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Clinical analysis of firework-related ocular injuries during Spring Festival 2009

  • Yuan JingEmail author
  • Xing Yi-qiao
  • Yang Yan-ning
  • Ai Ming
  • Yang An-huai
  • Zhou Lian-hong
Trauma

Abstract

Background

To document the clinical features, management and visual outcome of fireworks-related ocular injuries during the Spring Festival.

Methods

A retrospective analysis of all patients with fireworks-related ocular injuries attending the Department of Ophthalmology in Renmin Hospital of Wuhan University from January 20 to February 10, 2009. Age, gender, laterality, type of fireworks, location of incident, initial best-corrected visual acuity (BCVA), diagnosis, management, and final BCVA at last follow-up were documented. Relevant clinical features and visual outcome were evaluated.

Results

We observed 25 eyes in 24 patients. Injuries were more frequent in children (ten, 41.7%), males (19, 79.2%), and as open globe injury (15, 62.5%). The most common pyrotechnical products causing accidents were firecrackers (12, 50%). Rural residents had significantly higher rates of injury compared to urban residents (P = 0.023). Of 25 eyes, the most common injuries were corneal/scleral/corneoscleral open globe trauma (15, 60%), traumatic cataract (14, 56%), vitreous hemorrhage (seven, 28%) and retinal detachment (seven, 28%). Most eyes (23, 92%) received surgical intervention, including one (4%) eye enucleation. Vitrectomy was the most surgical treatment. After management, visual outcomes showed statistically significant improvement (P = 0.008). Initial BCVA correlated strongly with final BCVA (P = 0.010).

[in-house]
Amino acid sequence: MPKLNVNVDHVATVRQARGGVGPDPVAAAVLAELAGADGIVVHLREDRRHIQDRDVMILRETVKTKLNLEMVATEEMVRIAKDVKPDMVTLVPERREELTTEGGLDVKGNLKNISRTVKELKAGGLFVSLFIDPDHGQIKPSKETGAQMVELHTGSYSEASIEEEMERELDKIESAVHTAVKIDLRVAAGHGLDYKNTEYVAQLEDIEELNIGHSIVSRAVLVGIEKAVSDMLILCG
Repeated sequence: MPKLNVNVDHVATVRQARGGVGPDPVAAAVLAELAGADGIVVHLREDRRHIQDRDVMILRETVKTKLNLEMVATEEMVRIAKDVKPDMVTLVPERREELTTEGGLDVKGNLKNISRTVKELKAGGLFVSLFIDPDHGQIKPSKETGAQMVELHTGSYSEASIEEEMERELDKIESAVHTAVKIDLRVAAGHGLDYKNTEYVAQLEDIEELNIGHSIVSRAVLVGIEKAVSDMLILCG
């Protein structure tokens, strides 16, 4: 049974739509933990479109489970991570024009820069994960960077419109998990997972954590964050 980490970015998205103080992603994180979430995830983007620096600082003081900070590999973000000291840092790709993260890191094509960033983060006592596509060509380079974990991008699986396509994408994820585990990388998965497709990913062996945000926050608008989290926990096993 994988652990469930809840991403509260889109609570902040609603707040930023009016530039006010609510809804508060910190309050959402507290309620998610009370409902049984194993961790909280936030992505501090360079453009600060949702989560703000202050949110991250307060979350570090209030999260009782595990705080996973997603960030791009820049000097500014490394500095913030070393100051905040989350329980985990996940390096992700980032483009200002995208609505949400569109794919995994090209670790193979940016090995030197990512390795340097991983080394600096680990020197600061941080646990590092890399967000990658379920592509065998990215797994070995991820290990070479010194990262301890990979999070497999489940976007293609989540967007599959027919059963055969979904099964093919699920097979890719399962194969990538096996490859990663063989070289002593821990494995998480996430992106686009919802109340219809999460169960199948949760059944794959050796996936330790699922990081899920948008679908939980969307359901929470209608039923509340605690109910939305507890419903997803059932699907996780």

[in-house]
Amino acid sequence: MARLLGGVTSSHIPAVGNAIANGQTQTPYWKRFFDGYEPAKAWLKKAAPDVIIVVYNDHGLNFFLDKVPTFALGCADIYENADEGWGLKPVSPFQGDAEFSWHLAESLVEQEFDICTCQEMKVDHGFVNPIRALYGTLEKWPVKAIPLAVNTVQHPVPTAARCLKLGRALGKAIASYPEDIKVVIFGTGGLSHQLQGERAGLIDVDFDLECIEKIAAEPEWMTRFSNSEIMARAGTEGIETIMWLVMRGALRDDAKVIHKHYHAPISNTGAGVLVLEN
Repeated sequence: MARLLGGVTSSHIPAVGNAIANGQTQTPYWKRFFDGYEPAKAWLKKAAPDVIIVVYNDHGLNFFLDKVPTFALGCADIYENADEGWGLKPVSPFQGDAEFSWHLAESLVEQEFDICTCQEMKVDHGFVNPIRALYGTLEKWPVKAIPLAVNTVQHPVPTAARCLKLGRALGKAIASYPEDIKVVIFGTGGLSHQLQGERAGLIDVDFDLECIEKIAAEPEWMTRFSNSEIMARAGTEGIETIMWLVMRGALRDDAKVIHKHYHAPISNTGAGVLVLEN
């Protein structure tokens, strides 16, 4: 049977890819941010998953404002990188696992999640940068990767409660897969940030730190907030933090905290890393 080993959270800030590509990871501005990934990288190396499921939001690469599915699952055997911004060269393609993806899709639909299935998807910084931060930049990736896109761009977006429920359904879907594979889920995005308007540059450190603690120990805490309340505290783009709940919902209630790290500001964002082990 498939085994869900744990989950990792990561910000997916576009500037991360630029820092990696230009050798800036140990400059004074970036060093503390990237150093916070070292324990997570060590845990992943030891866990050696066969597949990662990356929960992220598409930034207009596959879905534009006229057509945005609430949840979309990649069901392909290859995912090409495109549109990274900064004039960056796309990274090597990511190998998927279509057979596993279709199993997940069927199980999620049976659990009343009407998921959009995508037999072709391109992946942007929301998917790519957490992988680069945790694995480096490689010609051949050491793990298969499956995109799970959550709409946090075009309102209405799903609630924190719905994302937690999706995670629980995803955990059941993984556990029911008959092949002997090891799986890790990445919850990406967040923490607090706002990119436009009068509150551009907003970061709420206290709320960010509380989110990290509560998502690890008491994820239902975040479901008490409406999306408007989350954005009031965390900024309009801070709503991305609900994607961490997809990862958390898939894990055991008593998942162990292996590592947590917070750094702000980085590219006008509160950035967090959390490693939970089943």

Conclusion

Fireworks-related ocular injuries occur mainly in children, males and rural settings, are frequently severe and visually devastating. Therefore, preventive measures should be strengthened, including public education and legal restriction on the sale and use of fireworks.

Keywords

Ocular injury Fireworks Spring Festival Vision outcomes 

Notes

Acknowledgements

The authors acknowledge the invaluable assistance of Yu Jian-Xiong, M.D. (Department of Gastrointestinal Surgery, Renmin Hospital of Wuhan University) with regard to statistical analysis.

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Copyright information

© Springer-Verlag 2010

Authors and Affiliations

  • Yuan Jing
    • 1
    Email author
  • Xing Yi-qiao
    • 1
  • Yang Yan-ning
    • 1
  • Ai Ming
    • 1
  • Yang An-huai
    • 1
  • Zhou Lian-hong
    • 1
  1. 1.Department of OphthalmologyRenmin Hospital of Wuhan UniversityWuhanChina

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